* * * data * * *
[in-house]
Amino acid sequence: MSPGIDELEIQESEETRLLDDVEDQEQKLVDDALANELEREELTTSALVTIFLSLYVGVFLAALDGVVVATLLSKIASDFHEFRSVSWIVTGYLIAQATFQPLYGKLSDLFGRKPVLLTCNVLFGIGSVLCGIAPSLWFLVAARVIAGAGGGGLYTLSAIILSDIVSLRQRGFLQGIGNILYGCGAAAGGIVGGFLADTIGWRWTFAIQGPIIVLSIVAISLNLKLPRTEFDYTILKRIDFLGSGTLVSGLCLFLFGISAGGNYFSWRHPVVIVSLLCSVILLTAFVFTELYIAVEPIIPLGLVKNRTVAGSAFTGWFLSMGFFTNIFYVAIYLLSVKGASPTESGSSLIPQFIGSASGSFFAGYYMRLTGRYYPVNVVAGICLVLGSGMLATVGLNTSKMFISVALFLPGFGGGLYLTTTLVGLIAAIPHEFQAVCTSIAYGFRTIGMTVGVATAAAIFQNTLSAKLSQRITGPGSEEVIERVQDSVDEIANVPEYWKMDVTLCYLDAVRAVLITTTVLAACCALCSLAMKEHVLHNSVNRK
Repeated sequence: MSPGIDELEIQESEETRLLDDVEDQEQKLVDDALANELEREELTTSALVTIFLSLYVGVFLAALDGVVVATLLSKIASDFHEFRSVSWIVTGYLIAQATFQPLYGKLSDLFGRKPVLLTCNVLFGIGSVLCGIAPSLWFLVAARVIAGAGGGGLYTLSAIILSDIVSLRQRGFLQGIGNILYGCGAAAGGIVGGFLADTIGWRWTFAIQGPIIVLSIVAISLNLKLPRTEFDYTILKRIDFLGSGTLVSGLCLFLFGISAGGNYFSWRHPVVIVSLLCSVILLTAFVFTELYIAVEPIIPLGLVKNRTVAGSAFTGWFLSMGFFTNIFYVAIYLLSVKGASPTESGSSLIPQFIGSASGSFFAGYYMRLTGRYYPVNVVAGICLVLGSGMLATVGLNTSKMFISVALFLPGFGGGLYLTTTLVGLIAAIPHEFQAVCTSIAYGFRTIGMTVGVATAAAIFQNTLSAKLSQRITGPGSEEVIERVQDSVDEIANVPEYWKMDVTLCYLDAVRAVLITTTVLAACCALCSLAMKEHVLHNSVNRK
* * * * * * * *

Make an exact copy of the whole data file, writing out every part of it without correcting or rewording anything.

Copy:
[in-house]
Amino acid sequence: MSPGIDELEIQESEETRLLDDVEDQEQKLVDDALANELEREELTTSALVTIFLSLYVGVFLAALDGVVVATLLSKIASDFHEFRSVSWIVTGYLIAQATFQPLYGKLSDLFGRKPVLLTCNVLFGIGSVLCGIAPSLWFLVAARVIAGAGGGGLYTLSAIILSDIVSLRQRGFLQGIGNILYGCGAAAGGIVGGFLADTIGWRWTFAIQGPIIVLSIVAISLNLKLPRTEFDYTILKRIDFLGSGTLVSGLCLFLFGISAGGNYFSWRHPVVIVSLLCSVILLTAFVFTELYIAVEPIIPLGLVKNRTVAGSAFTGWFLSMGFFTNIFYVAIYLLSVKGASPTESGSSLIPQFIGSASGSFFAGYYMRLTGRYYPVNVVAGICLVLGSGMLATVGLNTSKMFISVALFLPGFGGGLYLTTTLVGLIAAIPHEFQAVCTSIAYGFRTIGMTVGVATAAAIFQNTLSAKLSQRITGPGSEEVIERVQDSVDEIANVPEYWKMDVTLCYLDAVRAVLITTTVLAACCALCSLAMKEHVLHNSVNRK
Repeated sequence: MSPGIDELEIQESEETRLLDDVEDQEQKLVDDALANELEREELTTSALVTIFLSLYVGVFLAALDGVVVATLLSKIASDFHEFRSVSWIVTGYLIAQATFQPLYGKLSDLFGRKPVLLTCNVLFGIGSVLCGIAPSLWFLVAARVIAGAGGGGLYTLSAIILSDIVSLRQRGFLQGIGNILYGCGAAAGGIVGGFLADTIGWRWTFAIQGPIIVLSIVAISLNLKLPRTEFDYTILKRIDFLGSGTLVSGLCLFLFGISAGGNYFSWRHPVVIVSLLCSVILLTAFVFTELYIAVEPIIPLGLVKNRTVAGSAFTGWFLSMGFFTNIFYVAIYLLSVKGASPTESGSSLIPQFIGSASGSFFAGYYMRLTGRYYPVNVVAGICLVLGSGMLATVGLNTSKMFISVALFLPGFGGGLYLTTTLVGLIAAIPHEFQAVCTSIAYGFRTIGMTVGVATAAAIFQNTLSAKLSQRITGPGSEEVIERVQDSVDEIANVPEYWKMDVTLCYLDAVRAVLITTTVLAACCALCSLAMKEHVLHNSVNRK